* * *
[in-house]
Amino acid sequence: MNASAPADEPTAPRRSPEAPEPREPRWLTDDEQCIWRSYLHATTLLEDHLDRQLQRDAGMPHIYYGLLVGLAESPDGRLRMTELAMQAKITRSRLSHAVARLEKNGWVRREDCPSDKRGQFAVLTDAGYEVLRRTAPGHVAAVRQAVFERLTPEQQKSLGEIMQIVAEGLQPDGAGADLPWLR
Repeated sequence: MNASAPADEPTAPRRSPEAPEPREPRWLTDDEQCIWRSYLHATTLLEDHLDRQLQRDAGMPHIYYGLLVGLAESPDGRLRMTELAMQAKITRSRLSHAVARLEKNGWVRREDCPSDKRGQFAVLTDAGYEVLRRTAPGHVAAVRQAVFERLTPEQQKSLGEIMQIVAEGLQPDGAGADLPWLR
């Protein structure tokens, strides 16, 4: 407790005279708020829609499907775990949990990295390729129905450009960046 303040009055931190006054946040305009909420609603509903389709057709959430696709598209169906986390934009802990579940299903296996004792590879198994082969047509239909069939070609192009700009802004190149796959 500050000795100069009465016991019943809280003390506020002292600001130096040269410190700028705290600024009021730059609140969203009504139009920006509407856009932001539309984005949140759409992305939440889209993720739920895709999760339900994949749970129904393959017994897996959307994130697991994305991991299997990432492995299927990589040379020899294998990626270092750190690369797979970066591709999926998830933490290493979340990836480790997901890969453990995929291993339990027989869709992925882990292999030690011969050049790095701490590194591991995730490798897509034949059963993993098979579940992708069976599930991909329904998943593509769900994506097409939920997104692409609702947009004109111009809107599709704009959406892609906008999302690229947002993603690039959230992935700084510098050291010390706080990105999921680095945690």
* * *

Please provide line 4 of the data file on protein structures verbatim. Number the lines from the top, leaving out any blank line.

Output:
């Protein structure tokens, strides 16, 4: 407790005279708020829609499907775990949990990295390729129905450009960046 303040009055931190006054946040305009909420609603509903389709057709959430696709598209169906986390934009802990579940299903296996004792590879198994082969047509239909069939070609192009700009802004190149796959 500050000795100069009465016991019943809280003390506020002292600001130096040269410190700028705290600024009021730059609140969203009504139009920006509407856009932001539309984005949140759409992305939440889209993720739920895709999760339900994949749970129904393959017994897996959307994130697991994305991991299997990432492995299927990589040379020899294998990626270092750190690369797979970066591709999926998830933490290493979340990836480790997901890969453990995929291993339990027989869709992925882990292999030690011969050049790095701490590194591991995730490798897509034949059963993993098979579940992708069976599930991909329904998943593509769900994506097409939920997104692409609702947009004109111009809107599709704009959406892609906008999302690229947002993603690039959230992935700084510098050291010390706080990105999921680095945690």